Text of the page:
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Women's health

Pregnancy and deafness

Deafness is defined as a partial or total inability to perceive or understand sound, and currently affects an estimated one in five people in the UK (Action on Hearing Loss, 2019).

Deafness is defined within four categories:

  • mild
  • moderate
  • severe and
  • profound (WHO, 2019).

There are many types and causes of hearing loss and deafness (Action on Hearing Loss), including:

  • age-related hearing loss
  • sudden hearing loss
  • noise-induced hearing loss
  • genetic hearing loss and deafness
  • ototoxic drugs and hearing loss
  • acoustic neuroma.

There are approximately 11 million deaf people in the UK, and around 4.4 million of these are of childbearing age. It is estimated that there are 900,000 adults in England and Wales with severe or profound deafness with an estimated 24,000 people reporting using British Sign Language (BSL) as their first language (AoHL, 2019; Emond et al, 2014).

Tinnitus, defined as hearing noises not caused by an external source, may also affect ability to hear and onset in pregnancy is common. It affects one in three pregnant women versus one in eight to ten people in the general population, see: tinnitus and pregnancy.

It is generally accepted that terms like “hearing impaired”, although common in the medical literature, should be avoided with deaf women and their families, see: The difference between deaf and hard of hearing and What is the difference between a person who is “deaf,” “Deaf,” or “hard of hearing”?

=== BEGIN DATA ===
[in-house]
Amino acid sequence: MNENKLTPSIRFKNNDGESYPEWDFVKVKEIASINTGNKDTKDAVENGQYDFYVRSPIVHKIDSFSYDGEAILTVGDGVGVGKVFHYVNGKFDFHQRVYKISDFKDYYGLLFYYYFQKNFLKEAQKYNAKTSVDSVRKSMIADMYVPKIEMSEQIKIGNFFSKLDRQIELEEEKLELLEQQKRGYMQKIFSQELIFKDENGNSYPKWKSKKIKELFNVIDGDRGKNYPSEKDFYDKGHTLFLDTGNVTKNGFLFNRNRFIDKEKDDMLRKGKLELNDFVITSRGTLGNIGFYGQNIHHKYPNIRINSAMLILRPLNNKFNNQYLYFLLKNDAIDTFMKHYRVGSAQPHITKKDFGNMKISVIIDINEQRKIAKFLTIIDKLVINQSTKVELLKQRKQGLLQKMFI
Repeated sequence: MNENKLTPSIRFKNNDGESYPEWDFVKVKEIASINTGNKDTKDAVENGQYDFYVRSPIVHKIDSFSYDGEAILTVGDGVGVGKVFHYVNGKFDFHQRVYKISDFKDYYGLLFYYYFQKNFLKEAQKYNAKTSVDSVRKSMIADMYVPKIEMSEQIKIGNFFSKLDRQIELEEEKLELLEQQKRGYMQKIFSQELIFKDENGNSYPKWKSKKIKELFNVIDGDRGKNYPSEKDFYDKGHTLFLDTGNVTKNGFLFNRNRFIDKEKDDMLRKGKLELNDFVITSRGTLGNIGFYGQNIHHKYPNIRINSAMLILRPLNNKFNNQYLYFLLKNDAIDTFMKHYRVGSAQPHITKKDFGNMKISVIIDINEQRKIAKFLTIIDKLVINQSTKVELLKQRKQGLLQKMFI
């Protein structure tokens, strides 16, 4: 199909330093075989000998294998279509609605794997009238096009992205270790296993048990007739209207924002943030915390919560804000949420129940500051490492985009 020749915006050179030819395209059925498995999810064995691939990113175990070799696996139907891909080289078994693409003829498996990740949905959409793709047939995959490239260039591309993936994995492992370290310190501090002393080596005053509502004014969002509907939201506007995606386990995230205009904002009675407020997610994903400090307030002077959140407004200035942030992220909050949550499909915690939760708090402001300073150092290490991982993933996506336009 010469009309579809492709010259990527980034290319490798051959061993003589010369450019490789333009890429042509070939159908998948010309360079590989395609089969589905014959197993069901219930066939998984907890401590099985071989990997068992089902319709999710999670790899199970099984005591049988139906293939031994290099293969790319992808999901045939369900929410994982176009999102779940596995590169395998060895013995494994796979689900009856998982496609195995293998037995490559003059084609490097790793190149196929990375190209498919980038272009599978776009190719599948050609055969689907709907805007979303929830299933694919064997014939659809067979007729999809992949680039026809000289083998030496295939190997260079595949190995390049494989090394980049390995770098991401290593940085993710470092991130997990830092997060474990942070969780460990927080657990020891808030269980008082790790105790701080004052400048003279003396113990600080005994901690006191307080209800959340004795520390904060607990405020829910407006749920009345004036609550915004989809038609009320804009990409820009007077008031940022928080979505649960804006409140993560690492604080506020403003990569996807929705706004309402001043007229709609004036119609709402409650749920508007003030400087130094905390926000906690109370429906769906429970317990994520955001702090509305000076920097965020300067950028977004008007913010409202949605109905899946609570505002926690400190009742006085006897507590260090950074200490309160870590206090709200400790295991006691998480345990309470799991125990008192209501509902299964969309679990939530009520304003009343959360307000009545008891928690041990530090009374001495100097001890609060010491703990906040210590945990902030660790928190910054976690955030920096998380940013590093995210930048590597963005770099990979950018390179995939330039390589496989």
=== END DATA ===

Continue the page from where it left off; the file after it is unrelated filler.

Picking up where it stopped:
Depending on the cause and onset of deafness, there are several treatments and aids deaf people may use. Treatments include blockage removal, for example, earwax. Aids include external hearing aids or implants: Bone anchored, Middle Ear, Cochlear or Auditory Brainstem.

Deaf and hard of hearing people communicate in several ways and the Equality Act 2010, supported by the Accessible Information Standards, state that a woman’s preferred communication method should be asked for, documented and provided. This may include being aware of how to support lip reading, use a T-loop, book a sign language interpreter or lip speaker, write in plain English, among other methods. 

General health in the deaf and hard-of-hearing population is poorer despite generally healthier lifestyles. This is predominantly due to lack of accessible health information and miscommunication with health professionals. Mental health issues, particularly those linked to isolation, affect one in two deaf and hard of hearing people which is double that in the general population. Domestic violence is also twice as likely among deaf people.

The best way to support a deaf family is to ask them about their needs and work to provide them. Deaf and hard of hearing people are already navigating the hearing world and as such, likely have formed strategies to support themselves.

Maternity care tips

  • Offer for deaf women to hold the Sonicaid to feel the fetal heartbeat.
  • Inform the reception staff if you are expecting a deaf or hard-of-hearing person so they may guide them to sit where you can be seen when you come out to call names.